The beef industry here paid a huge price for BSE.
Valuable markets built up over many years disappeared overnight, and it was a long, hard ten-year struggle to get back into export markets. This was not the result of poor decisions by farmers or processors. It was a disease that came out of the blue and those affected by CJD paid an awful price for something no-one expected or fully understood.
This contrasts with the situation in Brazil. What has happened there is entirely self-inflicted. But despite short term action by the European Commission it would be a safe bet Brazil will not pay anything like the price we paid for BSE. That might be logical, in that the risk in Brazil can be calculated and eliminated. But it would be entirely wrong if the country, its government and meat processors escaped sanctions for their actions. There has to be a way to make clear that what they did was unacceptable. That can only be something that hits them commercially, and therefore financially.
It is important at this stage to stress that these are still allegations, and the full extent of what happened still has to be established. If figures that have emerged are correct the contaminated consignments are a small percentage of the total. However this does not reflect the resources put in to identifying those behind the scandal. No doubt the EU and others will be demanding a lot more information before deciding what to do. What we do know is that Brazil is the biggest supplier of imported beef to Europe, with much of that coming in via the Netherlands for processing into manufactured products. If contaminated beef came into Europe, it is probably long gone and eaten, but the commercial and political consequences will be around for a lot longer.
The allegations are that government officials responsible for certifying hygiene standards of meat for export were bribed to issue false certificates. This allegedly involved both beef and poultry. There are also reports of contamination with non-approved chemicals in plants, and that meat not fit for human consumption was exported. Four export plants are amongst the 21 identified with problems and 33 government officials have been arrested, in an operation appropriately known as ‘weak flesh’. It is understood that investigations have been going on for up to two years, meaning this was no overnight problem and that those buying Brazilian meat have been duped on quality for a long time.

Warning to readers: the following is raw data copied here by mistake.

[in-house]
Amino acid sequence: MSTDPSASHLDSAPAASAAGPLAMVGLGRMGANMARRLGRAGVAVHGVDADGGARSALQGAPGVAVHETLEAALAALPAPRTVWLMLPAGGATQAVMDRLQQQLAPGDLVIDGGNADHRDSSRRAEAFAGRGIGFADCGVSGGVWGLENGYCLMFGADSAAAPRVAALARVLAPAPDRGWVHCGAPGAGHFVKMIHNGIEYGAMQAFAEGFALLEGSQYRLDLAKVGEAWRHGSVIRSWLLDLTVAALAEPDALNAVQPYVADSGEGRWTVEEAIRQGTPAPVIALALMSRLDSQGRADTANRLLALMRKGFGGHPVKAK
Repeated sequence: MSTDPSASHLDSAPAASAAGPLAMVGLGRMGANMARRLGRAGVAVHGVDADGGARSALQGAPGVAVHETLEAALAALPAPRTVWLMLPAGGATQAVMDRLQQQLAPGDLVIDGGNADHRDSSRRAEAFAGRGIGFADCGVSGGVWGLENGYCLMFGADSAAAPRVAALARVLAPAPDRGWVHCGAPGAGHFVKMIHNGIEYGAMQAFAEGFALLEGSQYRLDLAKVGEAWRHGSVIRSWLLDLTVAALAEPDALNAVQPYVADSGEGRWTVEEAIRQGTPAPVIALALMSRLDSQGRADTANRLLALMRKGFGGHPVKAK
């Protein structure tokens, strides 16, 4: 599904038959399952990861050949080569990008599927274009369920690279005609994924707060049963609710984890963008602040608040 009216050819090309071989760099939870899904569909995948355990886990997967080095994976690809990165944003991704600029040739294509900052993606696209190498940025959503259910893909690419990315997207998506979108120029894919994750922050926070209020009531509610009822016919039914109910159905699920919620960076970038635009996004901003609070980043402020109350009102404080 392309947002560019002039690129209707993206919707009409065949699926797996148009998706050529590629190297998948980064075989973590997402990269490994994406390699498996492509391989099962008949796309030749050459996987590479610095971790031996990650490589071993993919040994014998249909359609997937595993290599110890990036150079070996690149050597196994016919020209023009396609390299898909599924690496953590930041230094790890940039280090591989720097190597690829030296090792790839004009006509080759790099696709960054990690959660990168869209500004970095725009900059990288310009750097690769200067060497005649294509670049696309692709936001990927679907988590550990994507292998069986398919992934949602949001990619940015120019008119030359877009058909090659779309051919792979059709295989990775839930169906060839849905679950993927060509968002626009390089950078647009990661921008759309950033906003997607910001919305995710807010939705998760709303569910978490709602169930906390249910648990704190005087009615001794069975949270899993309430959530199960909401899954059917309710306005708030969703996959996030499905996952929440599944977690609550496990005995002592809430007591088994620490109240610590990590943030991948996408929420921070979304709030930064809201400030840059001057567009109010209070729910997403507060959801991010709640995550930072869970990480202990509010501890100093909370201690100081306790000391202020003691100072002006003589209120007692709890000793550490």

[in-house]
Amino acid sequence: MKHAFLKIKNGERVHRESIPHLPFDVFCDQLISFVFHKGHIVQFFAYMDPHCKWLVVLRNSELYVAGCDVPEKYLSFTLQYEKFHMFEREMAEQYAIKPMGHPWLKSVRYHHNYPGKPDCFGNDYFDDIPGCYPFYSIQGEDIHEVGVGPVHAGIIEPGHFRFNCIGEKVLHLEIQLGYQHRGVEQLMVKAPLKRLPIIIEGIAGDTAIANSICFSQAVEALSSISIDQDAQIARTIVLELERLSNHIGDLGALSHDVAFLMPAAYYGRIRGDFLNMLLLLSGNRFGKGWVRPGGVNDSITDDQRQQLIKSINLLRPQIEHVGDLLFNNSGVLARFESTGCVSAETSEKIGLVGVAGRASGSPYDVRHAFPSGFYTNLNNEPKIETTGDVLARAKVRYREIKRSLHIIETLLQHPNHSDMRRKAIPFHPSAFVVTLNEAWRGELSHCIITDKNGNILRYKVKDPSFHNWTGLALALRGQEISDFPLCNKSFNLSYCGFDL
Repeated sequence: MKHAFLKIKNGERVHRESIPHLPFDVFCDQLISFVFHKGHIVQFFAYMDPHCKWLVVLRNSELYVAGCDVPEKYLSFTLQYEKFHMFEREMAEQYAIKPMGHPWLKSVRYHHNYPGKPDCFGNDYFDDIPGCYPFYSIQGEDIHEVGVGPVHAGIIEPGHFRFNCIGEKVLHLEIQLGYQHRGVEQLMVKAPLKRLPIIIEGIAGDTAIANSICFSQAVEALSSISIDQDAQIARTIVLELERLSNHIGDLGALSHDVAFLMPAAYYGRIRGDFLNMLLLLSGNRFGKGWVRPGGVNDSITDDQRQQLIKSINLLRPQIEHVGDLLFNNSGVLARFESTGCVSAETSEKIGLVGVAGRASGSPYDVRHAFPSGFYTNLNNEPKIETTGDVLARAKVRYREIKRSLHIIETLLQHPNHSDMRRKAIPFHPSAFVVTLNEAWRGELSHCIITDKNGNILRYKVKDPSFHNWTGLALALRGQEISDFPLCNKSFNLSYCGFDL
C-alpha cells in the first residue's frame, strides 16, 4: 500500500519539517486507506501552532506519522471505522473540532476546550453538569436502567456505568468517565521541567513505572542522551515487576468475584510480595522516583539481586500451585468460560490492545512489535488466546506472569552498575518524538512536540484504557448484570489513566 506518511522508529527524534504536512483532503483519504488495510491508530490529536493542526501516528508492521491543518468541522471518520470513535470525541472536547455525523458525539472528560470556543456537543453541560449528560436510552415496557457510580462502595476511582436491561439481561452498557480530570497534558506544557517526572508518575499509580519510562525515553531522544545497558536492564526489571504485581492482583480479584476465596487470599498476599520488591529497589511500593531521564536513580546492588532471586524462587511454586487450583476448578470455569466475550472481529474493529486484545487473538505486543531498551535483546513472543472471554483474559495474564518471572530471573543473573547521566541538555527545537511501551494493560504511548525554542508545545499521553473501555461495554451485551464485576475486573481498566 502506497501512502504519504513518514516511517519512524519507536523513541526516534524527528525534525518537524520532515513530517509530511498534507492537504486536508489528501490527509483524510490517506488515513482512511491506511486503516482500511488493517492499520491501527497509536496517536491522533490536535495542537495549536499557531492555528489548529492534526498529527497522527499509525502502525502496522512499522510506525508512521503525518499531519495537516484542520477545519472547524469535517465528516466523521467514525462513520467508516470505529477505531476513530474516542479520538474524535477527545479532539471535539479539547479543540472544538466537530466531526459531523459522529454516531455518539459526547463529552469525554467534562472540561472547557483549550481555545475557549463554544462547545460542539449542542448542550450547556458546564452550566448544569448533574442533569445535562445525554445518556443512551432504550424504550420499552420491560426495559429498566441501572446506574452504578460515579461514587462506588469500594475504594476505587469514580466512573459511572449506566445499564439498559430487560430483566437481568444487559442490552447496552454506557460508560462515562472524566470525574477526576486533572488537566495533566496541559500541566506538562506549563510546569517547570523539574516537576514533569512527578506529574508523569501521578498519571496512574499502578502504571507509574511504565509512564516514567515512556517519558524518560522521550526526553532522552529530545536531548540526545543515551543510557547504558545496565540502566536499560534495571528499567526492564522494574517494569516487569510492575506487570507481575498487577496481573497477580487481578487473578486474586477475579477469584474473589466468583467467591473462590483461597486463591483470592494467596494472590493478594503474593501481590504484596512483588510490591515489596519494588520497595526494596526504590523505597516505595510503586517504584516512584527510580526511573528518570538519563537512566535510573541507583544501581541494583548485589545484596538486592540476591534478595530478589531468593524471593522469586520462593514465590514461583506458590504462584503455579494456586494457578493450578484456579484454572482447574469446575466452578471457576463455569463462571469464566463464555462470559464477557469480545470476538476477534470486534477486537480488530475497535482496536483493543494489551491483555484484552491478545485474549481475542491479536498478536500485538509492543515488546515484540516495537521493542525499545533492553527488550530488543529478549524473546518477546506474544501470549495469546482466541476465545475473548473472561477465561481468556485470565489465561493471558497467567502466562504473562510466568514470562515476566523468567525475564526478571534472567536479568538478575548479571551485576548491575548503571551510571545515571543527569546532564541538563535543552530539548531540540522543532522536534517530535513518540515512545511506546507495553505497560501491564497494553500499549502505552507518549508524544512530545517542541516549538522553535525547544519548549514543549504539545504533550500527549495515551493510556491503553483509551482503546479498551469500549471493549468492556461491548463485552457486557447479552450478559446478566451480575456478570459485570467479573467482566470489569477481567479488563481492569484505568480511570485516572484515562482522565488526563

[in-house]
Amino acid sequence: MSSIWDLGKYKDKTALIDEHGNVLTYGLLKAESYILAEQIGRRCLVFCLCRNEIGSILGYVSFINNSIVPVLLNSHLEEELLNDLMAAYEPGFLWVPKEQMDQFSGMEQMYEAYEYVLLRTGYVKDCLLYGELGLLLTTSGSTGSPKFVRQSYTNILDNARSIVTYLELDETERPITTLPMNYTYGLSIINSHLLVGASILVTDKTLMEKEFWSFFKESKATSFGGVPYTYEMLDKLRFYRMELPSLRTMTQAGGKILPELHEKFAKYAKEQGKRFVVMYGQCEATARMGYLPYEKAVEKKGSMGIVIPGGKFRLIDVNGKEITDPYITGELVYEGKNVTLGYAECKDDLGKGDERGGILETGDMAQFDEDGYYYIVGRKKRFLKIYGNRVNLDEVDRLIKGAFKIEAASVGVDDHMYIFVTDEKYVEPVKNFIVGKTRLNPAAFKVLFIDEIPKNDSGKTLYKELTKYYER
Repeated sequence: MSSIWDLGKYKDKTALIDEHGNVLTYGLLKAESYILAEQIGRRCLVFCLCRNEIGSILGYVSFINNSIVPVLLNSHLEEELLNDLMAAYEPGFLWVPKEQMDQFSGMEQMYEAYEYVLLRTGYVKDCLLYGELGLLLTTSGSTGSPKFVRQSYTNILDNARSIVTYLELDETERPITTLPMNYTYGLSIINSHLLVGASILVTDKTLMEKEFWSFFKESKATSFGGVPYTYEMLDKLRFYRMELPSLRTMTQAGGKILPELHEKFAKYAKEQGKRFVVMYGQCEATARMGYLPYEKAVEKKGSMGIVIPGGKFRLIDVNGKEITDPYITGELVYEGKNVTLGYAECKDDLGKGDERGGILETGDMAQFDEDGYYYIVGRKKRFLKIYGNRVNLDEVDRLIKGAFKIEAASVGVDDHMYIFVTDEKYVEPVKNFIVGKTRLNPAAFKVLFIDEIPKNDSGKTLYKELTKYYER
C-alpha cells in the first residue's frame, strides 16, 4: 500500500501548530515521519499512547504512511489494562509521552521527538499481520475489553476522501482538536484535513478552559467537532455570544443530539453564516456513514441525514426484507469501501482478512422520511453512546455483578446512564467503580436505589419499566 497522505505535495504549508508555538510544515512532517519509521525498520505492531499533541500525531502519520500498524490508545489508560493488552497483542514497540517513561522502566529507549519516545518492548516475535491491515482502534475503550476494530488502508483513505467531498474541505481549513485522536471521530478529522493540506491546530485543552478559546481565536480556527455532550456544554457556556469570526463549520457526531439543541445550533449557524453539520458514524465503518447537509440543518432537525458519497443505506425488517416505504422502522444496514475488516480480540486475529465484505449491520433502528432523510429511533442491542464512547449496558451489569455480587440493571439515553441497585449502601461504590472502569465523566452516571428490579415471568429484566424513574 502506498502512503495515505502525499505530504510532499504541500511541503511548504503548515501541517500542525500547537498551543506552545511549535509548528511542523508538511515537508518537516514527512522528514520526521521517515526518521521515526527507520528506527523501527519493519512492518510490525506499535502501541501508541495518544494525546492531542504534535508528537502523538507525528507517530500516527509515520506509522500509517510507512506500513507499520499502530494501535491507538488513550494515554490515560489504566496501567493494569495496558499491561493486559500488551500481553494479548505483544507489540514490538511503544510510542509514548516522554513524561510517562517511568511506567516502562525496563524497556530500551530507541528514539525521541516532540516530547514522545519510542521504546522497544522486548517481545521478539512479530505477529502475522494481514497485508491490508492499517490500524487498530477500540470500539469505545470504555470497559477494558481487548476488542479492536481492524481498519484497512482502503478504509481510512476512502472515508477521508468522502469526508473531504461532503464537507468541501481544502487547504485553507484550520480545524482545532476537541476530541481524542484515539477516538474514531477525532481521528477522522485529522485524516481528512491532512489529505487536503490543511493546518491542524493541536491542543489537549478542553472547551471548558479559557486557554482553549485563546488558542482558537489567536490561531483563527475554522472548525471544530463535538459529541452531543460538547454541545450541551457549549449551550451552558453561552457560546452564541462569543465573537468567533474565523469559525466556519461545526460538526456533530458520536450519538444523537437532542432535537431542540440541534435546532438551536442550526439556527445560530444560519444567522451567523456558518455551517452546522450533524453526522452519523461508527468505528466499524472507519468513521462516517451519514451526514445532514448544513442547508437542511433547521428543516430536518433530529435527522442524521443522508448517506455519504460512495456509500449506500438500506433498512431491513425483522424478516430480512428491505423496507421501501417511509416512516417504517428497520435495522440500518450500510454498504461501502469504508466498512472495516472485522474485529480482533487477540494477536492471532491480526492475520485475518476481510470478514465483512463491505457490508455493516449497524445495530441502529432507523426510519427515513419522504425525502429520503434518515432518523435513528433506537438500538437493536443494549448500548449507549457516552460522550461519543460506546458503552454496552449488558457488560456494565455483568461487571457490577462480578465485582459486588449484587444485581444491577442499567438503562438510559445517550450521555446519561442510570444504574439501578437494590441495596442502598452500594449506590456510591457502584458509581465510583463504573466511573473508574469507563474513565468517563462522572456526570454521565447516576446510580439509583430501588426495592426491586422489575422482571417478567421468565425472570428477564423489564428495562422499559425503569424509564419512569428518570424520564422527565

When things like this happen, the inevitable question is why would an industry worth billions get involved in fraud. We all asked the same at the time of the horse meat scandal here, and it came back then to corners being cut and costs trimmed to offset extreme margin pressure. This prompted the comment as to what people thought they were getting when they bought six burgers for less than a pound. What is even more amazing in Brazil is that some of those involved include the biggest meat processors in the world. Included is JBS, the second biggest global beef processor and owner of Moy Park here. The expectation would have been that businesses of this size, employing tens of thousands of people in many countries, would have had in place control measures to prevent grubby fraud by staff in processing plants. For the failure to have these they will now pay a very heavy price.
Events in Brazil have brought demand for the EU to ban imports of Brazilian beef. Strong as the case may be this looks unlikely. The Commission has already said the trade talks now going on with the Mercosur countries of South America, which include Brazil, will continue. It says the revelations are a separate issue. Its actions have been limited to a temporary ban on meat from the companies named in the allegations. This is to allow time for investigations by EU veterinary officials, but if Brussels secures the assurances it wants about future conduct these are likely to be lifted. The EU food safety commissioner, Vytenis Andriukaitis, will meet Brazilian officials next week to discuss this, but he was already due to be in Brazil. Time will tell whether the Commission has to go further. But the message the farming industry has to get across to the UK government is that tariff free trade deals, without rigorous quality controls, expose consumers to food that is cheap only because it is rotten.